• fancy •
Part of Speech: Verb, Noun, Adjective
Meaning: 1. [Verb] To imagine, to believe something outlandish, as to fancy oneself a mover and a shaker. 2. [Verb] To like, to want, as to fancy chocolates. 3. [Noun] A liking or desire for, as to have a fancy for chocolate. 4. [Adjective] Special because of intricacy or decoration, not common or ordinary, as a fancy new suit. 5. [Adjective] Top quality, as a fancy cut of meat.
Notes: Today's Good Word brought only part of its family with it across the Atlantic. In the States, we use this word as an adjective rather than as a verb the way Lewis Carroll did when he wrote, "She tried to fancy what the flame of a candle looks like after the candle is blown out," in Alice?s Adventures in Wonderland. You might be surprised at how often the fancy men of Caribbean women are rather plain. That is because a fancy man is a man to whom a woman takes a fancy, regardless of how he dresses.
In Play: A North American traveling abroad might not be prepared for an expression like, "I fancy you would fancy a new fancy man." Yes, that is your native tongue. It means: "I suppose you would like a new boy-friend." Around the English-speaking world this word has three functions but Americans, it would seem, do not fancy the verbal one.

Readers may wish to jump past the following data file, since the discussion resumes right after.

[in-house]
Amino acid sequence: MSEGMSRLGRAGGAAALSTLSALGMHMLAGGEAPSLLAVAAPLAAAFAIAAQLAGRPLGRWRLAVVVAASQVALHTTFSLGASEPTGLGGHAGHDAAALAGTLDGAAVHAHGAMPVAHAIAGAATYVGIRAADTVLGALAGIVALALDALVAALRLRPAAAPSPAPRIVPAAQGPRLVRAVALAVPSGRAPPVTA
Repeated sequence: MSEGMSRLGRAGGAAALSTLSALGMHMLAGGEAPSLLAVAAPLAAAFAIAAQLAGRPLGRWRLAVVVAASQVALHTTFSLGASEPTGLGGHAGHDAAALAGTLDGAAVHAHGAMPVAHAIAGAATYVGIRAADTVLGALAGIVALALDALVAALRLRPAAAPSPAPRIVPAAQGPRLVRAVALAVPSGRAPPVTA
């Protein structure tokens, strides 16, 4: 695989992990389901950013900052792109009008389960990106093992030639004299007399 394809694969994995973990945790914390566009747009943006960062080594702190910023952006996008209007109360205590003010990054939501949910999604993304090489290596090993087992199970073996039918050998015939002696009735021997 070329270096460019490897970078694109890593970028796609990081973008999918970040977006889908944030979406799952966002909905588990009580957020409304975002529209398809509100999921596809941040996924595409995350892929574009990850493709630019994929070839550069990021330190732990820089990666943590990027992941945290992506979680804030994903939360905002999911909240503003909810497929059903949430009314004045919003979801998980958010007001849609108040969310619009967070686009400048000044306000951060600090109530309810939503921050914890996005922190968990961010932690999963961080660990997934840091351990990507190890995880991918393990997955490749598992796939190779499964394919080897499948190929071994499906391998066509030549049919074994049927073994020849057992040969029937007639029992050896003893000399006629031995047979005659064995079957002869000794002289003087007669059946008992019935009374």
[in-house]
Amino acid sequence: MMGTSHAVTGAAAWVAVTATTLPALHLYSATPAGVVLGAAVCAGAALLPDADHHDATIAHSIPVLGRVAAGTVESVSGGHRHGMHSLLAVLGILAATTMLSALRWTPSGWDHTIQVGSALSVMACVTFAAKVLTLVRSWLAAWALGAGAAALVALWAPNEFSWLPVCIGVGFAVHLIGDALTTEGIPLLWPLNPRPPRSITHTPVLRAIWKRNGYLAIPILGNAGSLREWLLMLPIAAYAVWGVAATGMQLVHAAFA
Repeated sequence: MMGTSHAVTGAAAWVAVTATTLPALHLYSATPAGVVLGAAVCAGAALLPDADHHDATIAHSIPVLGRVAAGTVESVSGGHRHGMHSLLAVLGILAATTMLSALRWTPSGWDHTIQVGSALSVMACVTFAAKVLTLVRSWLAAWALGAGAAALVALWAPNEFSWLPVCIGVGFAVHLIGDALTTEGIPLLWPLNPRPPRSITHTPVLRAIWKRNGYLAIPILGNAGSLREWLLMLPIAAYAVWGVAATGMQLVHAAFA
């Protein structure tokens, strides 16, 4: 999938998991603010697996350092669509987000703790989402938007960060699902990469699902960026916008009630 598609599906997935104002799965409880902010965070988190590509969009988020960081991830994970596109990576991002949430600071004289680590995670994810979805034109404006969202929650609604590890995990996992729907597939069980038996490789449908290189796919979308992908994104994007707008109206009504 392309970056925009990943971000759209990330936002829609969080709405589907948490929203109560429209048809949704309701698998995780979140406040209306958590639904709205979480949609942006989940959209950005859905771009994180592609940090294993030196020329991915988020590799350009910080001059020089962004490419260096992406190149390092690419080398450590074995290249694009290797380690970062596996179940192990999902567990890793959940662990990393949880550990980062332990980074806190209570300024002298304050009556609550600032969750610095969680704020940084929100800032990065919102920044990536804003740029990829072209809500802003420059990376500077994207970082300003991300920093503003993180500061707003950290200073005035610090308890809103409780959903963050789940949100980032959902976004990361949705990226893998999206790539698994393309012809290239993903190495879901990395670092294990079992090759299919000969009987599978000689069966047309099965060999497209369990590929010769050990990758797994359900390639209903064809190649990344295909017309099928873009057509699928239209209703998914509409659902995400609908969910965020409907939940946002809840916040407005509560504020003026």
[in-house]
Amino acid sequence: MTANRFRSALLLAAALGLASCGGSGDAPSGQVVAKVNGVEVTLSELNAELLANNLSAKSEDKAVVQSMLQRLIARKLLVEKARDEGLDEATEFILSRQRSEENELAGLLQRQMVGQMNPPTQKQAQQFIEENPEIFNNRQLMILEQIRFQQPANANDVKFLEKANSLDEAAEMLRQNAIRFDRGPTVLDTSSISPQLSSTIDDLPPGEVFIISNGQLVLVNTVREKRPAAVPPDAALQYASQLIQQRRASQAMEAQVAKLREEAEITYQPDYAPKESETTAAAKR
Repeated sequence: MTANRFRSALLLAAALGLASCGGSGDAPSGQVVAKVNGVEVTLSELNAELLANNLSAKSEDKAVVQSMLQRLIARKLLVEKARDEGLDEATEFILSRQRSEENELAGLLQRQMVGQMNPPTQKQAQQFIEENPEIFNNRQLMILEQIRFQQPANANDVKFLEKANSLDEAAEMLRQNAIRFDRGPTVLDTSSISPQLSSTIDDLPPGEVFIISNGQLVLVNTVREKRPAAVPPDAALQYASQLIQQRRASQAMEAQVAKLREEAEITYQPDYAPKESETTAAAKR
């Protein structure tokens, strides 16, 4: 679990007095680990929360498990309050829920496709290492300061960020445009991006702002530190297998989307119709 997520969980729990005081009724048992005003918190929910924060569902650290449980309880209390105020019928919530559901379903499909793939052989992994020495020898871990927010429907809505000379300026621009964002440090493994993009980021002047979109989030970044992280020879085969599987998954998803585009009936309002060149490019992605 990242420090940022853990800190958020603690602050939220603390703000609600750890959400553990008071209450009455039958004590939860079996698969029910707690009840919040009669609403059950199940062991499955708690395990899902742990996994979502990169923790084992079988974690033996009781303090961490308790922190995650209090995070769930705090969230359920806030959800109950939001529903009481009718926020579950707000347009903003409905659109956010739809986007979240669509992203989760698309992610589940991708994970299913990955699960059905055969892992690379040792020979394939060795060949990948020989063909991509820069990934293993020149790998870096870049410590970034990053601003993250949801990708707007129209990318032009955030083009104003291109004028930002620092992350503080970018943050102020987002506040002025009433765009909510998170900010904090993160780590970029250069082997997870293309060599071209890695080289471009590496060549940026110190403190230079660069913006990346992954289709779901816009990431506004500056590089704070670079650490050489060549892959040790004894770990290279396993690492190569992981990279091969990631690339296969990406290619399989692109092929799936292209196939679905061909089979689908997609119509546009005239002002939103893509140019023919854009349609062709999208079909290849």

Word History: AlphaDictionary aims at helping us all pronounce English words correctly (see our Mispronounced Words feature). But many words in our language result from mangling the spoken word. Curtsy is a chewed-up version of courtesy, ornery is a corruption of ordinary, and today's word is fantasy mangled. Fantasy came to us via the usual route (French-Latin) from Greek phantasia "appearance, imagination," the noun of phantazesthai "to appear". This verb was derived from the adjective phantos "visible", whose cousins include phos (phot-) "light", which we find in photograph and photon. It is also the distant cousin of English beckon and beacon.
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